Engineering Masculinities: How Higher Education Genders the Water Profession in Peru

Edwin Rap, Maria Teresa Oré

Producción científica: Contribución a una revistaArtículorevisión exhaustiva

14 Citas (Scopus)

Resumen

By telling the story of an agricultural university in Peru, this article shows how a specific professional formation forges a strong linkage between engineering and masculine identities in water management. Although these identities come to be seen as self-evident or even natural, they are the outcome of diverse, repeated, and ritualized performances as part of the everyday life of the university. Through collectively enacting and experiencing such cultural performances, engineering students are trained to do science and technology in specific ways, ways that embody particularly masculine symbolic repertoires. On becoming part of a professional society, through rites of passage such as hazing and field work, students simultaneously learn to behave as engineers and become ‘real’ men. Building on and sometimes actively re-working existing societal markers of hierarchy and difference, male engineers in this process distinguish themselves from non-engineers, women and ‘other’ men. With careful interviewing and observation of agricultural engineers, the article suggests an interpretive framework to analyse the multiple cultural and performative repertoires that ‘engineer’ specific masculinities.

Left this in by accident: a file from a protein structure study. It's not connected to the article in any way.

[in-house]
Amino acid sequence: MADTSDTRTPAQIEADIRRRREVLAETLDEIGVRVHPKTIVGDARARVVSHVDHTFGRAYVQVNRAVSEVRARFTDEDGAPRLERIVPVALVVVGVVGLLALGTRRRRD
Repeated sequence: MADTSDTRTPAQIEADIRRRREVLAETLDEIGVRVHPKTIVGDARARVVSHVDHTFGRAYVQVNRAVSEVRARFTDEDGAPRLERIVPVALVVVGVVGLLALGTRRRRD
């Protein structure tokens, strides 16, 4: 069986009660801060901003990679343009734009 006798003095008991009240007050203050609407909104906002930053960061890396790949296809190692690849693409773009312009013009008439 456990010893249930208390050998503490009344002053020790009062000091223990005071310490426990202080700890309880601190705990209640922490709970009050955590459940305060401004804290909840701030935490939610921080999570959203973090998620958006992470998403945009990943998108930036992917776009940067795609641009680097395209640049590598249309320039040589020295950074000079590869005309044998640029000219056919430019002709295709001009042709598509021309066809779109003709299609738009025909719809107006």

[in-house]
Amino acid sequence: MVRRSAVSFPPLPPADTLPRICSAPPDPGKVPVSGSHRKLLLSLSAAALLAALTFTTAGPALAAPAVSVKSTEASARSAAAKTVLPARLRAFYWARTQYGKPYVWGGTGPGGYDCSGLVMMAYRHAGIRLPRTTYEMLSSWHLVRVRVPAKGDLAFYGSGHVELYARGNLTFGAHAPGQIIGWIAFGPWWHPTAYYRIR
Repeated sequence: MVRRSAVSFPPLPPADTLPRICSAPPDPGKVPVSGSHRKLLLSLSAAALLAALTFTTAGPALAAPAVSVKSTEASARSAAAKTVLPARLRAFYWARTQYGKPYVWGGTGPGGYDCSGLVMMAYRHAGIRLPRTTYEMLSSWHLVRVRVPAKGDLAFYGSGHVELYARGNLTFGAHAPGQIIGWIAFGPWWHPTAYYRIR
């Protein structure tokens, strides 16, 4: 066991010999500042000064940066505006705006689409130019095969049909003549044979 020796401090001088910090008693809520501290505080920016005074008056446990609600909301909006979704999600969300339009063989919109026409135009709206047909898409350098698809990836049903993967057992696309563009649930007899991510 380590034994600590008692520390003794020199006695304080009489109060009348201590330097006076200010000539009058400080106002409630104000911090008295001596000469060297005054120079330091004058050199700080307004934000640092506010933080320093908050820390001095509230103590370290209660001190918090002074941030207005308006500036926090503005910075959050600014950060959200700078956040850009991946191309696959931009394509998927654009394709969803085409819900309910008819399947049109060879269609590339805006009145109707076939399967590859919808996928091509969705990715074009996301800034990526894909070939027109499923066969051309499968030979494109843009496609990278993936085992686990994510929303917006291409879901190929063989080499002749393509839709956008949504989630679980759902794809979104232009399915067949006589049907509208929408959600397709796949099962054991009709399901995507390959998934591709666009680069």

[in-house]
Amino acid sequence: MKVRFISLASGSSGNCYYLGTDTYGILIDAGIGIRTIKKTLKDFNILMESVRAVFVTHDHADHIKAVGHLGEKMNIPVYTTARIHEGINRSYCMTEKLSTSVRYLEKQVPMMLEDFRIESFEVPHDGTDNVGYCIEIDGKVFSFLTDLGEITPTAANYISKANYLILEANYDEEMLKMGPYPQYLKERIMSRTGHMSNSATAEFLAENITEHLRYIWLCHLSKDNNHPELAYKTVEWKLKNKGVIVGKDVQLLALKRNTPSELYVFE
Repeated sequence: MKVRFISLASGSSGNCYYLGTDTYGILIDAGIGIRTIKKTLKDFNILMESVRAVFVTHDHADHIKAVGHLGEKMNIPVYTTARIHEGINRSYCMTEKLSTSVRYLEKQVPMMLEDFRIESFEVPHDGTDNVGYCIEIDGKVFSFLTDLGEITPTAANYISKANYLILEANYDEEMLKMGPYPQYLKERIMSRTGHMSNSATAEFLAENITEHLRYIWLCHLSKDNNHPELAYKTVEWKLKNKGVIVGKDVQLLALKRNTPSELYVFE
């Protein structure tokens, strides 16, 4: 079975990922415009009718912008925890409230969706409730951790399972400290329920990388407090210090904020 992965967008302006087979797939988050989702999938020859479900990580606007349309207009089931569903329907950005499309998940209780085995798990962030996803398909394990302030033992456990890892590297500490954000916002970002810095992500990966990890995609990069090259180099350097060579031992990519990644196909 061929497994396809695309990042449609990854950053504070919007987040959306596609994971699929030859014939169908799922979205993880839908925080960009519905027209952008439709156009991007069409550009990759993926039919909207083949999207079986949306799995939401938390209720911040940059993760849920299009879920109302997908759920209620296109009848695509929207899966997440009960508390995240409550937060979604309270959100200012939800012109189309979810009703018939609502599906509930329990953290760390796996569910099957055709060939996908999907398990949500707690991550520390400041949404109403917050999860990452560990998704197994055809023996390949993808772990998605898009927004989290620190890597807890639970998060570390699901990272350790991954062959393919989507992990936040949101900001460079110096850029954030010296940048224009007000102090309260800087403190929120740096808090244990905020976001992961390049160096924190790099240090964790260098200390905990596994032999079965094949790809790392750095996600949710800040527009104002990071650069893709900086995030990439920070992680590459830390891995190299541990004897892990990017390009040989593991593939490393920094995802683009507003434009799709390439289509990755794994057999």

Idioma originalEspañol
Páginas (desde-hasta)95-119
Número de páginas25
PublicaciónEngineering Studies
Volumen9
EstadoPublicada - 4 may. 2017

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